10.1-4 Criminal Simulation -- § 53a-141 (a) (1)
Revised to December 1, 2007
The defendant is charged [in count __] with criminal simulation. The statute defining this offense reads in pertinent part as follows:
a person is guilty of criminal simulation when with intent to defraud, (he/she) makes or alters any object in such manner that it appears to have an antiquity, rarity, source or authorship which it does not in fact possess.
For you to find the defendant guilty of this charge, the state must prove the following elements beyond a reasonable doubt:
Element 1 - Made or altered an
object to falsify it
The first element is that the defendant made or altered an object in such manner that it appeared to have an antiquity, rarity, source or authorship that it did not in fact possess. Simulation is the assumption of a false appearance. Criminal simulation is a feigned or fictitious transaction to effect a fraud.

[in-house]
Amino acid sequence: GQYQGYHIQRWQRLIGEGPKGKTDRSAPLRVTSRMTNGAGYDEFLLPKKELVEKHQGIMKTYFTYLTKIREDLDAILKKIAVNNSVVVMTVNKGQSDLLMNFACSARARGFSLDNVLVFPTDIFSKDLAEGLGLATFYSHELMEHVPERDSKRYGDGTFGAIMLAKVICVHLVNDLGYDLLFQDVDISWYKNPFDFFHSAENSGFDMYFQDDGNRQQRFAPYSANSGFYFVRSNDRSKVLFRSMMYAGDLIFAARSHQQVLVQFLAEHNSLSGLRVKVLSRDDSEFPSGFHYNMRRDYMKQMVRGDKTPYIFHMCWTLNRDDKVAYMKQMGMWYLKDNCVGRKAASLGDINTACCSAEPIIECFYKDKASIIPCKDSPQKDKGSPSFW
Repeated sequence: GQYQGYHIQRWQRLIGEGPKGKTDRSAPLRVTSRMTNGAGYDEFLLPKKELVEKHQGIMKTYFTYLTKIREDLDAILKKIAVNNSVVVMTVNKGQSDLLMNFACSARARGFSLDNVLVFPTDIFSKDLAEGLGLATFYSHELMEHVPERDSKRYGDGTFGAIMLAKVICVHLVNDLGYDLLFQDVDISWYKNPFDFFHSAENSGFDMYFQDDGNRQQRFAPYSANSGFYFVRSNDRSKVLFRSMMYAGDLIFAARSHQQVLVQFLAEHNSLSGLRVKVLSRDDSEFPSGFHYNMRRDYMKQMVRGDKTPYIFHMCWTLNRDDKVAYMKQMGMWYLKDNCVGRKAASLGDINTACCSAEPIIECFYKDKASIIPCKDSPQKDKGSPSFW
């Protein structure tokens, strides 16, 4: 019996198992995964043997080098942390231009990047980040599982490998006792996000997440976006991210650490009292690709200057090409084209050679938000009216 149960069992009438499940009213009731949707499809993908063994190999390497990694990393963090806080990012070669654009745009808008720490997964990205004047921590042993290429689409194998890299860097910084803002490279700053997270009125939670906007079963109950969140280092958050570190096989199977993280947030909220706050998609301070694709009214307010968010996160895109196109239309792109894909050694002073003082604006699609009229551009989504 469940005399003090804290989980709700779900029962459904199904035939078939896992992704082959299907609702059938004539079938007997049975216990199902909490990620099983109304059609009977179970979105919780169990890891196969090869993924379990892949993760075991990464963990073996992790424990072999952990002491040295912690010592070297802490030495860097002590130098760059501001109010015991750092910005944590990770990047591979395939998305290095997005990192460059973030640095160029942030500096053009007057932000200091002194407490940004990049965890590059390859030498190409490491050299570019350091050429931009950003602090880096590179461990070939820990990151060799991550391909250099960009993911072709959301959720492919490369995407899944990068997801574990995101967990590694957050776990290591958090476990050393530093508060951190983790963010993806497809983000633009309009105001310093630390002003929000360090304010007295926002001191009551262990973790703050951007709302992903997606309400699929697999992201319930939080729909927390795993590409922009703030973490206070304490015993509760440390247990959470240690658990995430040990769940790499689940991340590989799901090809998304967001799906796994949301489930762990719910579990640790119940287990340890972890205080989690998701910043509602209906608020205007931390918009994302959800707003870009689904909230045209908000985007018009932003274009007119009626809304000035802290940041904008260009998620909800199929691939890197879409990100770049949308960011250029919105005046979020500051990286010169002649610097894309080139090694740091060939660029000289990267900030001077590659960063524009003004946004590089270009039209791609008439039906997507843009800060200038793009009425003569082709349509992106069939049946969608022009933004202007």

Element 2 - Intent to defraud
The second element is that the defendant specifically intended to defraud another person. <See Intent to Defraud, Instruction 2.3-6.>
In summary, the state must prove beyond a reasonable doubt that 1) the defendant made or altered <insert type of object and describe how it had been falsified>, and 2) (he/she) intended to defraud another person.
If you unanimously find that the state
has proved beyond a reasonable doubt each of the elements of the crime of
criminal simulation, then you shall find the defendant guilty. On the other
hand, if you unanimously find that the state has failed to prove beyond a
reasonable doubt any of the elements, you shall then find the defendant not